As at December 31, 2005, the amount outstanding was RM589.14 million and on May 11, 2006, Danaharta and the subsidiaries commenced action to recover the money.

Tajuddin alleged, in his affidavit, that he was directed by Dr Mahathir and Daim in 1994 to buy a controlling stake in Malaysia Airlines to bail out the government.

Forced “national service”

Tajuddin claimed that his purchase was a forced “national service”, disguised as an arm’s length commercial deal, because the government wanted to appease the investment community and the public.

Dr Mahathir denied in his autobiography published this March that he and Daim had forced Tajuddin to bail out MAS in 1994 for RM1.8 billion.

Instead, Tajuddin was “elated over his purchase” of the national carrier, the former prime minister said in the book titled “A Doctor in the House: The Memoirs of Tun Dr Mahathir Mohamad”.

Recently Tajuddin accused me and Tun Daim of forcing him to buy shares and a controlling interest in MAS. I have checked newspaper reports of the time. Far from feeling coerced, it is obvious that Tajuddin was elated over his purchase.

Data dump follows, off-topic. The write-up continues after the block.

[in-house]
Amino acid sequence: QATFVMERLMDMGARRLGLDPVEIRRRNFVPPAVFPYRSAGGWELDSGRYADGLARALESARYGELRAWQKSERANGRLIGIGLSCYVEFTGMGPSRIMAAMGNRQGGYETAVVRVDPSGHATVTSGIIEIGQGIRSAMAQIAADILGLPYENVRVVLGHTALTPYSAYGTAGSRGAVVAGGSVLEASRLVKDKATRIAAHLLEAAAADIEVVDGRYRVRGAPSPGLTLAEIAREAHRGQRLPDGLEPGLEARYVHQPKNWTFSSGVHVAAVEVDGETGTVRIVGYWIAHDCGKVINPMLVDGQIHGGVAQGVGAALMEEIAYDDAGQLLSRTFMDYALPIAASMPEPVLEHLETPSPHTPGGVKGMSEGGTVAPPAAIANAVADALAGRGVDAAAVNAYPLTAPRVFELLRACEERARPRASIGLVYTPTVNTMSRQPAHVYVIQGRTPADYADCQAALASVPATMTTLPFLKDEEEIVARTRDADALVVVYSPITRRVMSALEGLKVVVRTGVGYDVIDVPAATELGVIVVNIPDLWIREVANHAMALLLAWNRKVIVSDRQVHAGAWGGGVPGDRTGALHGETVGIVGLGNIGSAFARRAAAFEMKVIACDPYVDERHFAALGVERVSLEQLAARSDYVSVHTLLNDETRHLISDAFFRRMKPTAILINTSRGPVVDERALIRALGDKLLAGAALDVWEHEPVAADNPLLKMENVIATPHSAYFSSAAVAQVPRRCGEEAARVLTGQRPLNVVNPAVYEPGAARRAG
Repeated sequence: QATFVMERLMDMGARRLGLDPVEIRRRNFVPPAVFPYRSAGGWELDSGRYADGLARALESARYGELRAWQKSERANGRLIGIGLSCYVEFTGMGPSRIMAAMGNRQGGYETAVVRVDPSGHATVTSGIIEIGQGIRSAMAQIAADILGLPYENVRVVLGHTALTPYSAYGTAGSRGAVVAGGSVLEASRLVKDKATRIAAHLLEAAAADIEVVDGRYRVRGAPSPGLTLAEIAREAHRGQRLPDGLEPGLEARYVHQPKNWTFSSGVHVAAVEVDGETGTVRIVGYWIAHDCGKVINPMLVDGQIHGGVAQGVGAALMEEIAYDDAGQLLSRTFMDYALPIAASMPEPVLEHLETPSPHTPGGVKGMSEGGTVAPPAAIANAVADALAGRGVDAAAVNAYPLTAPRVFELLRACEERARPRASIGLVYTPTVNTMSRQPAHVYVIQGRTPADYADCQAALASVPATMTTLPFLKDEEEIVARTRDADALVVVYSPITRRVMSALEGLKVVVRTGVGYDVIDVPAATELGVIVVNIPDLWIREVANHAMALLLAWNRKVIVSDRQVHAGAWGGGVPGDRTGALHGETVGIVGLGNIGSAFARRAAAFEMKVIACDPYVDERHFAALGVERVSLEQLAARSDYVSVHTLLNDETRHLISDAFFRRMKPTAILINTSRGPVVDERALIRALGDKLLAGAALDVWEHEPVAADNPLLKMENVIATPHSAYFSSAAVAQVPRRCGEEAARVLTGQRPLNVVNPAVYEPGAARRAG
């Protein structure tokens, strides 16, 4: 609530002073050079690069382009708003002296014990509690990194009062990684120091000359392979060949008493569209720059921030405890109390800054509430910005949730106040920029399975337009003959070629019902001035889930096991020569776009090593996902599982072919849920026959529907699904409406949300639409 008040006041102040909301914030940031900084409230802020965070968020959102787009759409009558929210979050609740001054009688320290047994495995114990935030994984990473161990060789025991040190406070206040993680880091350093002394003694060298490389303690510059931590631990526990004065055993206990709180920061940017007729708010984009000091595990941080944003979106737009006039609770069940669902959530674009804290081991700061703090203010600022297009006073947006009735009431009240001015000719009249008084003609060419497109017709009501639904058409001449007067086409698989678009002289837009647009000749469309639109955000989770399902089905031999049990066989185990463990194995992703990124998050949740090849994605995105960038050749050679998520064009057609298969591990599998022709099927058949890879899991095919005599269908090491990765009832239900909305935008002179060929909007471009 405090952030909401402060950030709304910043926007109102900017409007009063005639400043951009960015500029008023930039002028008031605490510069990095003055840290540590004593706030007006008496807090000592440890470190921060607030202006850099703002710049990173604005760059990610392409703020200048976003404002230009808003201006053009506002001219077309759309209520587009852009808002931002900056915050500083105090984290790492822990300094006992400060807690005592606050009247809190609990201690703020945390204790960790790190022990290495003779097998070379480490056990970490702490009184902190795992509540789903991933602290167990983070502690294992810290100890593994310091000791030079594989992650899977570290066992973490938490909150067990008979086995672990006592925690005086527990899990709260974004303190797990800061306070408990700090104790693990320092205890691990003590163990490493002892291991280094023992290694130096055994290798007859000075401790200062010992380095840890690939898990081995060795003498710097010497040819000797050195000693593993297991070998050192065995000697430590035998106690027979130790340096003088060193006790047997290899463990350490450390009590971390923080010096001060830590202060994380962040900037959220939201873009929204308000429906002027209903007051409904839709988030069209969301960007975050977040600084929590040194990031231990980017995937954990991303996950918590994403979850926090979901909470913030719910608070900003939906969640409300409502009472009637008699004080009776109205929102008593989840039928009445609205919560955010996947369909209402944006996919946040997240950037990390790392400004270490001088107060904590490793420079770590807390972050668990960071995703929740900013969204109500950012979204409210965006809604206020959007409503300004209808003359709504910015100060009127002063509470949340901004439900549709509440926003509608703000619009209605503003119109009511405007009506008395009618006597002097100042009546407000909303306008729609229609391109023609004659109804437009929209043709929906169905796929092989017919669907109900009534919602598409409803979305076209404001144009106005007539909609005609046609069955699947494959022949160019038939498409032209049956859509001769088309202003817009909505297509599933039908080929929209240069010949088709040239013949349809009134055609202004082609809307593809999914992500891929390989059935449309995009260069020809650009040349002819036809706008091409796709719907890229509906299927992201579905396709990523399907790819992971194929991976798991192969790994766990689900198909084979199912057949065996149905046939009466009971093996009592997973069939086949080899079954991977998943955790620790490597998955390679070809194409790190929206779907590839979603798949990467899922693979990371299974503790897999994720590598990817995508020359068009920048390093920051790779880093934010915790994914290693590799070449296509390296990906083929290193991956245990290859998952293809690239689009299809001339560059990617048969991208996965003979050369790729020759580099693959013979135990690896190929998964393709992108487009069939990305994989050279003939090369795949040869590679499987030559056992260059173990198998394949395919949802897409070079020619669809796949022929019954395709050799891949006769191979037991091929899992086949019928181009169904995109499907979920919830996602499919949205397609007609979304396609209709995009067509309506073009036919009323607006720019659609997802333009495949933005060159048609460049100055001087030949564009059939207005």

“He wanted to swap his Malaysian Helicopter shares (a company with two aircraft) for MAS shares (a company with well over 60 aircraft). The government rejected his plan and asked that he pay in cash instead, which forced him to borrow RM1.8 billion.

“He was therefore not coerced by the government to buy the shares, but was forced by his own modest collateral to borrow heavily,” Dr Mahathir wrote.

Tajuddin had claimed that Dr Mahathir and Daim had forced him to buy a 32 per cent stake in MAS from Bank Negara at RM8 per share instead of the market price of RM3.50 to bail out the central bank which was hit by multi-billion ringgit foreign exchange losses.

Tajuddin had said that he did not want to buy the MAS stake as he was worried about financial losses but agreed to do it because it was a directive and also because the government had assured him that he would be protected from financial losses and liabilities.

“I do remember wondering how Tajuddin would be able to buy the airline and when I asked Tun Daim, he explained that Tajuddin’s telecommunications company Celcom (Malaysia) Berhad was doing well,” Dr Mahathir wrote.

- Malaysian Insider